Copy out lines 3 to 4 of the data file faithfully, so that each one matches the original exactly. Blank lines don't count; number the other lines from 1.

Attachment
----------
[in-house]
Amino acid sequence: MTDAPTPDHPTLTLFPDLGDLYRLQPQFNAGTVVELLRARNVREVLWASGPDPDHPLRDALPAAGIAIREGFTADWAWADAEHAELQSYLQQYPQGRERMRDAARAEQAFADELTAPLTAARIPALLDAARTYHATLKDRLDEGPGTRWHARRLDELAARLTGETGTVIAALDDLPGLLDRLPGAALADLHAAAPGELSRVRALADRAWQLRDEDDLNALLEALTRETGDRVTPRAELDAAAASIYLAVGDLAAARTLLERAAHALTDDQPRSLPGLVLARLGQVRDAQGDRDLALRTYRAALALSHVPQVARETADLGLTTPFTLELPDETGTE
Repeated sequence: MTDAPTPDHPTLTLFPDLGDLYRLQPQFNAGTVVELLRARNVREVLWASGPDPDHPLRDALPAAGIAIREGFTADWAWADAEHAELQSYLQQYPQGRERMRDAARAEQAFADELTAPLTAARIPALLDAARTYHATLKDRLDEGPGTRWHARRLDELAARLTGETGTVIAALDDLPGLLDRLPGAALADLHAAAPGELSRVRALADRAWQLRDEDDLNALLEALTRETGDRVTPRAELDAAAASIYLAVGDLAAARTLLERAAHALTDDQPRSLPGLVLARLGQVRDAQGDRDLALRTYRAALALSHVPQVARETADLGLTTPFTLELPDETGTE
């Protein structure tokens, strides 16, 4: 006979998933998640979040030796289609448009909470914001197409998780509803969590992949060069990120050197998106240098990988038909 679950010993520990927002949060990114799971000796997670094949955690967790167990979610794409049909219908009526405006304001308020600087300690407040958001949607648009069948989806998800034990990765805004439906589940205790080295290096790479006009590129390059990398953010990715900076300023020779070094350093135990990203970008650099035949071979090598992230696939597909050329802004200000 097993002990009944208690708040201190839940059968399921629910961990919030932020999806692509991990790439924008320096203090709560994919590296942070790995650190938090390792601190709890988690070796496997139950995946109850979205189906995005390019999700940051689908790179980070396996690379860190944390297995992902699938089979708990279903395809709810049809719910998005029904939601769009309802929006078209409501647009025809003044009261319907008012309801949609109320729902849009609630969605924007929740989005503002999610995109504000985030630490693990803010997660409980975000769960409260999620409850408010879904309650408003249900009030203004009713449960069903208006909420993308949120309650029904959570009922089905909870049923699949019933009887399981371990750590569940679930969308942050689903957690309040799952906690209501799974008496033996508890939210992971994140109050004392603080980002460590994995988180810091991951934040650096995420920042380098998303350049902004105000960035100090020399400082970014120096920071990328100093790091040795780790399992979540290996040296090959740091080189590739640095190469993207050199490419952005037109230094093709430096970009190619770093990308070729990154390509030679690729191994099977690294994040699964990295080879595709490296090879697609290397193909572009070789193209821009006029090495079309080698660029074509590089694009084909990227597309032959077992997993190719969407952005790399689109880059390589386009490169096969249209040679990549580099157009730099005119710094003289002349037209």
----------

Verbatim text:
Repeated sequence: MTDAPTPDHPTLTLFPDLGDLYRLQPQFNAGTVVELLRARNVREVLWASGPDPDHPLRDALPAAGIAIREGFTADWAWADAEHAELQSYLQQYPQGRERMRDAARAEQAFADELTAPLTAARIPALLDAARTYHATLKDRLDEGPGTRWHARRLDELAARLTGETGTVIAALDDLPGLLDRLPGAALADLHAAAPGELSRVRALADRAWQLRDEDDLNALLEALTRETGDRVTPRAELDAAAASIYLAVGDLAAARTLLERAAHALTDDQPRSLPGLVLARLGQVRDAQGDRDLALRTYRAALALSHVPQVARETADLGLTTPFTLELPDETGTE
């Protein structure tokens, strides 16, 4: 006979998933998640979040030796289609448009909470914001197409998780509803969590992949060069990120050197998106240098990988038909 679950010993520990927002949060990114799971000796997670094949955690967790167990979610794409049909219908009526405006304001308020600087300690407040958001949607648009069948989806998800034990990765805004439906589940205790080295290096790479006009590129390059990398953010990715900076300023020779070094350093135990990203970008650099035949071979090598992230696939597909050329802004200000 097993002990009944208690708040201190839940059968399921629910961990919030932020999806692509991990790439924008320096203090709560994919590296942070790995650190938090390792601190709890988690070796496997139950995946109850979205189906995005390019999700940051689908790179980070396996690379860190944390297995992902699938089979708990279903395809709810049809719910998005029904939601769009309802929006078209409501647009025809003044009261319907008012309801949609109320729902849009609630969605924007929740989005503002999610995109504000985030630490693990803010997660409980975000769960409260999620409850408010879904309650408003249900009030203004009713449960069903208006909420993308949120309650029904959570009922089905909870049923699949019933009887399981371990750590569940679930969308942050689903957690309040799952906690209501799974008496033996508890939210992971994140109050004392603080980002460590994995988180810091991951934040650096995420920042380098998303350049902004105000960035100090020399400082970014120096920071990328100093790091040795780790399992979540290996040296090959740091080189590739640095190469993207050199490419952005037109230094093709430096970009190619770093990308070729990154390509030679690729191994099977690294994040699964990295080879595709490296090879697609290397193909572009070789193209821009006029090495079309080698660029074509590089694009084909990227597309032959077992997993190719969407952005790399689109880059390589386009490169096969249209040679990549580099157009730099005119710094003289002349037209």